Synopses & Reviews
"... [T]ells a wonderful story, one much loved in northern India.... fills an important lacuna in the work on oral epic." --Lindsey Harlan
Dhola is an oral epic performed primarily by lower-caste, usually illiterate, men in the Braj region of northern India. The story of Raja Nal, "a king who does not know he is a king," this vast epic portrays a world of complex social relationships involving changing and mistaken identities, goddesses, powerful women, magicians, and humans of many different castes. In this comprehensive study and first extended English translation based on multiple oral versions, Susan Snow Wadley argues that the story explores the nature of humanity while also challenging commonplace assumptions about Hinduism, gender, and caste. She examines the relationship between oral and written texts and the influence of individual performance styles alongside a lyrical translation of the work.
.."..[T]ells a wonderful story, one much loved in northern India.... fills an important lacuna in the work on oral epic."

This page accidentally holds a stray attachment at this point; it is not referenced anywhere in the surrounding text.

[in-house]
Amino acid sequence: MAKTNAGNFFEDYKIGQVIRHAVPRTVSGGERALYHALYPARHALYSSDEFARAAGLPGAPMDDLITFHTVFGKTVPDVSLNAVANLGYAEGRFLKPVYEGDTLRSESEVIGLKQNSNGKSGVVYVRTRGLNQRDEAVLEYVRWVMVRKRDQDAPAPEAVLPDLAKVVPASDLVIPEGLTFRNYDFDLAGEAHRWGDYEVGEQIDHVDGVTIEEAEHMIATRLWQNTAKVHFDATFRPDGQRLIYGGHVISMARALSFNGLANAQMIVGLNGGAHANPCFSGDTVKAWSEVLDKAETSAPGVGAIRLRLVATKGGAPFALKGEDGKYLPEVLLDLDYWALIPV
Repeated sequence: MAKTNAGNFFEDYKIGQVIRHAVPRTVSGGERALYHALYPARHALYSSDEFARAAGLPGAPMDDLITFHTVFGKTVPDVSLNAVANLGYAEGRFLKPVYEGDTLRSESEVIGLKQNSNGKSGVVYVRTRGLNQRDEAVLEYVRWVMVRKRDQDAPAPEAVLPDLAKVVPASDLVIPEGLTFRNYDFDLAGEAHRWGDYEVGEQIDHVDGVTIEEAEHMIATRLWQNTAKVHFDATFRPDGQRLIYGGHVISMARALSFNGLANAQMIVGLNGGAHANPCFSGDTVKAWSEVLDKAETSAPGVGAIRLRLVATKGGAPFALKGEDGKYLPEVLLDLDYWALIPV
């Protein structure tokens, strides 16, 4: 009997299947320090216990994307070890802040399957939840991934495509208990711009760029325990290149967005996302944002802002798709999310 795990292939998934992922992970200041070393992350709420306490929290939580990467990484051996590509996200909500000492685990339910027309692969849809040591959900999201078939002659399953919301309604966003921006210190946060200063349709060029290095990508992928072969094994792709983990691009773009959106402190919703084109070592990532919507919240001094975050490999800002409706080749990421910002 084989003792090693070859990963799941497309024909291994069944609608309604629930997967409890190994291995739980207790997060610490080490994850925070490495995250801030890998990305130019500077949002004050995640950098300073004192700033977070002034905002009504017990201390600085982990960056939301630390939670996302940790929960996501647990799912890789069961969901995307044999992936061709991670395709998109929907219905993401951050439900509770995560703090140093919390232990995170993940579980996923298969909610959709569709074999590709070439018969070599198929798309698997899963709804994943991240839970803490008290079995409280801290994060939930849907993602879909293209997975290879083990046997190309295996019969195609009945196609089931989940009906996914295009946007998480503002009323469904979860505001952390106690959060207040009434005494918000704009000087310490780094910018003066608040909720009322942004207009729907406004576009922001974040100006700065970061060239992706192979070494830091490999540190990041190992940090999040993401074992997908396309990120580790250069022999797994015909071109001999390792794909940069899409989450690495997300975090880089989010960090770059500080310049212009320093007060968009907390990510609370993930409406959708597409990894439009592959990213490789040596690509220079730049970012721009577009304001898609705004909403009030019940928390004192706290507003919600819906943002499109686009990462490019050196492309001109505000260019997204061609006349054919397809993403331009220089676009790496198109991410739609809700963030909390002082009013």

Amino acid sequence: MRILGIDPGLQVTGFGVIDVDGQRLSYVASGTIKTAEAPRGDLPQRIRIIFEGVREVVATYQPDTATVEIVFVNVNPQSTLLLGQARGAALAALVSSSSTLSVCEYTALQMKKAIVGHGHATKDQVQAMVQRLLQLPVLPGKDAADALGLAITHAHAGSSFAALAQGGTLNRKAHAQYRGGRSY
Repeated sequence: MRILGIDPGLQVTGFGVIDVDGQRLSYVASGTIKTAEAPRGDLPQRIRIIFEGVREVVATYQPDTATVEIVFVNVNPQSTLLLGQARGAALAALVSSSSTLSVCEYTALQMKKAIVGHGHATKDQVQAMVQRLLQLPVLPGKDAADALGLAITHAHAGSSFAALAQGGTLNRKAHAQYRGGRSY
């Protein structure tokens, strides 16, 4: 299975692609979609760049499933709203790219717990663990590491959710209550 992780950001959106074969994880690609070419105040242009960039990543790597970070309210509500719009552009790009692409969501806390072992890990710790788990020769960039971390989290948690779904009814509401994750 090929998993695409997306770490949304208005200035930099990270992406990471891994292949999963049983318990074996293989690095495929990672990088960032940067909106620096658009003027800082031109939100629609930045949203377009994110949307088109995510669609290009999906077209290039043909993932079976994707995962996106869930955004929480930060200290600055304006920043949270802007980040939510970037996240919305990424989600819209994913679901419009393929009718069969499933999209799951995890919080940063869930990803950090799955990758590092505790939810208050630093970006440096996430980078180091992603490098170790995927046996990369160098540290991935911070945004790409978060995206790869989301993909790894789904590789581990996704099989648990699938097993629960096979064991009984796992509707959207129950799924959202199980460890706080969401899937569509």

"This book represents the culmination of many years of research. Wadley demonstrates her deep knowledge of the topic and portrays Dhola in an approachable and enthralling way." --South Asia Indiana University Press
About the Author
Susan Snow Wadley is Ford Maxwell Professor of South Asian Studies and Anthropology at Syracuse University. She is author of Struggling with Destiny in Karimpur, 1925-1984 and co-author of a revised edition of William and Charlotte Wiser's classic Behind Mud Walls.
Table of Contents
List of Illustrations
List of Tables
Note on Transliteration
Part I. Dhola
1. Introducing Dhola
2. The Story of Dhola
3. Dhola as Performed: Two Singers
Part II. Dhola Interpreted
4. The Goddess and the Bhakti Traditions of Braj
5. Motini, Dumenti, and Other Royal Women
6. Oil Pressers, Acrobats, and Other Castes
7. Who Is Raja Nal?
Appendix 1. List of Characters
Appendix 2. Oral Performances
Glossary of Key Hindi Terms